This sea change in the faculty-administration paradigm was not for show. TCC has discovered that Eugene Giovannini doesn’t do show. He was acting on his view that governance is not just the Board of Trustees or the policy manual or about things like academic freedom. Instead, he said, “Governing the institution is about governing the work of the institution. It’s inclusive engagement of the stakeholders in the work of the institution, one of which obviously being the JCC.”

What constitutes the work of the institution was clarified with months of introspection leading to TCC’s Three Goals and Eight Principles (3G8P), for which hundreds of faculty and staff are now hammering out recommendations for implementation. These, Giovannini said, “are the fundamental work of how we exist every single day. You need people participating and being involved, engaged in doing that work every day. So, in my view, those people, the front-line workers engaged in the Principles work, that is governance.”

It’s taken some time, Harper said, for the faculty to begin to accept this new reality, that this is different from some of the previous initiatives du jour that have left them jaded. “He (Giovannini) lets everyone know that this is the way the College does business,” he said. “It’s the way we do things now. A lot of faculty members want to become members of the Principles’ advisory panels because they realize that’s where decisions are going to be made.”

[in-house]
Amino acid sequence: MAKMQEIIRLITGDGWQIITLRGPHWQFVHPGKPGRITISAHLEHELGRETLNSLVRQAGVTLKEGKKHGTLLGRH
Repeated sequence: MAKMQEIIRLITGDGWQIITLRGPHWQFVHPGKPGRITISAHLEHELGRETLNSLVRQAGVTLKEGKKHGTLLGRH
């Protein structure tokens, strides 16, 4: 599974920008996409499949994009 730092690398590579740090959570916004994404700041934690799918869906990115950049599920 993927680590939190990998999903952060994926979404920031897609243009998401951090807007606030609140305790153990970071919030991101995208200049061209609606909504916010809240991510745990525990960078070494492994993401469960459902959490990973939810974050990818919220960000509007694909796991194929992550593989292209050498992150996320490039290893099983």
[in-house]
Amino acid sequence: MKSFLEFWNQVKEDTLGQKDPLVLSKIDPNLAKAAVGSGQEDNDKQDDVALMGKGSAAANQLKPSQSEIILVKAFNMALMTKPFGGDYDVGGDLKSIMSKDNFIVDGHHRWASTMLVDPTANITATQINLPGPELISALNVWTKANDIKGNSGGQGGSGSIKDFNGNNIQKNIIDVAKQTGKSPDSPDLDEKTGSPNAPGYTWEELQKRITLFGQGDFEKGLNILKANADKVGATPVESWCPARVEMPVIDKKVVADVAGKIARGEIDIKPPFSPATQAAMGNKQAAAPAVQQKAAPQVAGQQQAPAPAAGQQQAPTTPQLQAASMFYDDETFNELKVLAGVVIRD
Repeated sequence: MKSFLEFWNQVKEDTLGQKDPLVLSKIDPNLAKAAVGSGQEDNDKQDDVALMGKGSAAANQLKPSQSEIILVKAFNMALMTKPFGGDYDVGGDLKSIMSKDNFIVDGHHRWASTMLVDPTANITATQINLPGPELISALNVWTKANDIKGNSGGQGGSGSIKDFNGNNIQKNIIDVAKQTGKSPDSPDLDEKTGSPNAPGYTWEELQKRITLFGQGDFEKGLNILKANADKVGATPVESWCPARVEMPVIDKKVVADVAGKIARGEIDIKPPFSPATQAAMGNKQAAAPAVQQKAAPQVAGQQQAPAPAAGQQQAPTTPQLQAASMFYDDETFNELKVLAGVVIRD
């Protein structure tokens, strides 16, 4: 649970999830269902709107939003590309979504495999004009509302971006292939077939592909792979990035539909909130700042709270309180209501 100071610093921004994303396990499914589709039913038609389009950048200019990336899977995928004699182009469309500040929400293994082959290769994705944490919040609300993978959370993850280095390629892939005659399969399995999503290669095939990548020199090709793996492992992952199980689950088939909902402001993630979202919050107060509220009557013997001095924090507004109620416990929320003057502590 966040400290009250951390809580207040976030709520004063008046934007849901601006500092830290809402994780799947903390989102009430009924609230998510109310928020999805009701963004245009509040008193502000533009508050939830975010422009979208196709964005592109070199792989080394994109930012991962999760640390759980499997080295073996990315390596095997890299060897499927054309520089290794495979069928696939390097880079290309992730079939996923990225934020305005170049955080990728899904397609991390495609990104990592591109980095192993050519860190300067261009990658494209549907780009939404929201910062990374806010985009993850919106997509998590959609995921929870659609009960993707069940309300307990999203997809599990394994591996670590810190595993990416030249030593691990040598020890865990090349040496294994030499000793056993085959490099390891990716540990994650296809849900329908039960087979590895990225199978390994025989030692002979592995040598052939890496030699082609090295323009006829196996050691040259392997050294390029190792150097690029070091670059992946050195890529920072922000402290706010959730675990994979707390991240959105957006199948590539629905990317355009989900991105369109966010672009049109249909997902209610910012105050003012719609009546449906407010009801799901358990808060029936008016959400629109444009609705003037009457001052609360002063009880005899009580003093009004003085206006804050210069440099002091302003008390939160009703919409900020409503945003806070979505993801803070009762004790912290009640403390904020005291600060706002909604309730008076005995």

The JCC and its leaders might take occasional guidance from Giovannini, but not instructions. “This is not me telling them what to do,” he said. “This is me saying, ‘Hey, this is what the expectation is for you to be at the table as a full player. You carry the faculty voice, the input around the faculty perspective on things. And it’s now your obligation and responsibility to take those things back to them.’”

Are the faculty listening? Some, Smiley said, but getting faculty to understand what he called “the business of the College” can be frustrating when many don’t look beyond their campuses. “The Chancellor’s One College focus will make a better college for Tarrant County,” he said, “but it needs communication to overcome 50 years of entrenched campus-first mentality.”

Creating a Districtwide, ongoing faculty-administration dialogue is crucial, he said, adding that it’s the JCC that serves “the important purpose of bringing the two viewpoints together.

Taylor said too few of the faculty are engaged in Giovannini’s inclusive notion of governance. “We have, what, almost 200 full-time faculty members (on her campus) and we might have 40 show up for a meeting,” she said. “But when we have ownership of the work that is going on, that’s going to change. I definitely believe we’re in a time of change where it’s not us vs. them any longer, but a collective effort.”

2021-22 Joint Consultation Committee (JCC)

The JCC is made up of a chair, who does not represent a specific campus, and the presidents and presidents-elect of the six campus faculty associations (FA). One of the Faculty Association presidents also serves as chair-elect of the JCC.

  • JCC Chair – Mike Downs (Southeast)
  • FA President and JCC Chair-elect – Tia Cole (South)
  • FA President-elect – Michael Jackson (South)
  • FA President – Stephanie Hawkins (Southeast)
  • FA President-elect – Monica Escobar-LeBlanc (Southeast)
  • FA President – Michelle York (Northwest)
  • FA President-elect – Kathleen Galindo (Northwest)
  • FA President– Rosa Mendez (Northeast)
  • FA President-elect – Shewanda Riley (Northeast)
  • FA President – Angela Thurman (Connect)
  • FA President-elect – Allegra Davis (Connect)
  • FA President – Christine Blevins (Trinity River)
  • FA President-elect – De’Leon Addison (Trinity River)